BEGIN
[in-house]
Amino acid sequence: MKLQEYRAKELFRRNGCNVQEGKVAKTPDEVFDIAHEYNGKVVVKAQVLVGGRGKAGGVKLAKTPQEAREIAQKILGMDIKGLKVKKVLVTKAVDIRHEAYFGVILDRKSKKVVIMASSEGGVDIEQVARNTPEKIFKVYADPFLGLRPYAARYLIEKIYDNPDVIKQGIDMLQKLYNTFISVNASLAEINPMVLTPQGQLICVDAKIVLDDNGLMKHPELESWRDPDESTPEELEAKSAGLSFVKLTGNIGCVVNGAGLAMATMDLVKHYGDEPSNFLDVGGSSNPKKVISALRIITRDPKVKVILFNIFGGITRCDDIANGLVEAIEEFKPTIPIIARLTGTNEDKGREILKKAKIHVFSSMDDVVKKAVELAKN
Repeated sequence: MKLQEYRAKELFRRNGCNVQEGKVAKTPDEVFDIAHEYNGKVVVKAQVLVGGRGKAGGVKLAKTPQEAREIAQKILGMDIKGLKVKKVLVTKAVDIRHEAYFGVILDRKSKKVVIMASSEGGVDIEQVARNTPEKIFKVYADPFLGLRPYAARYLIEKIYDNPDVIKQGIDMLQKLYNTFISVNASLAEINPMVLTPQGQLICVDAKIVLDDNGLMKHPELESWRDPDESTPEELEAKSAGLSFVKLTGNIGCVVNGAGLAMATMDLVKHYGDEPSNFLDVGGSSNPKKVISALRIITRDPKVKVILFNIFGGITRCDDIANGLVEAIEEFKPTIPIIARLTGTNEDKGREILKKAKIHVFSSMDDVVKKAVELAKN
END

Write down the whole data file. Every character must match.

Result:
[in-house]
Amino acid sequence: MKLQEYRAKELFRRNGCNVQEGKVAKTPDEVFDIAHEYNGKVVVKAQVLVGGRGKAGGVKLAKTPQEAREIAQKILGMDIKGLKVKKVLVTKAVDIRHEAYFGVILDRKSKKVVIMASSEGGVDIEQVARNTPEKIFKVYADPFLGLRPYAARYLIEKIYDNPDVIKQGIDMLQKLYNTFISVNASLAEINPMVLTPQGQLICVDAKIVLDDNGLMKHPELESWRDPDESTPEELEAKSAGLSFVKLTGNIGCVVNGAGLAMATMDLVKHYGDEPSNFLDVGGSSNPKKVISALRIITRDPKVKVILFNIFGGITRCDDIANGLVEAIEEFKPTIPIIARLTGTNEDKGREILKKAKIHVFSSMDDVVKKAVELAKN
Repeated sequence: MKLQEYRAKELFRRNGCNVQEGKVAKTPDEVFDIAHEYNGKVVVKAQVLVGGRGKAGGVKLAKTPQEAREIAQKILGMDIKGLKVKKVLVTKAVDIRHEAYFGVILDRKSKKVVIMASSEGGVDIEQVARNTPEKIFKVYADPFLGLRPYAARYLIEKIYDNPDVIKQGIDMLQKLYNTFISVNASLAEINPMVLTPQGQLICVDAKIVLDDNGLMKHPELESWRDPDESTPEELEAKSAGLSFVKLTGNIGCVVNGAGLAMATMDLVKHYGDEPSNFLDVGGSSNPKKVISALRIITRDPKVKVILFNIFGGITRCDDIANGLVEAIEEFKPTIPIIARLTGTNEDKGREILKKAKIHVFSSMDDVVKKAVELAKN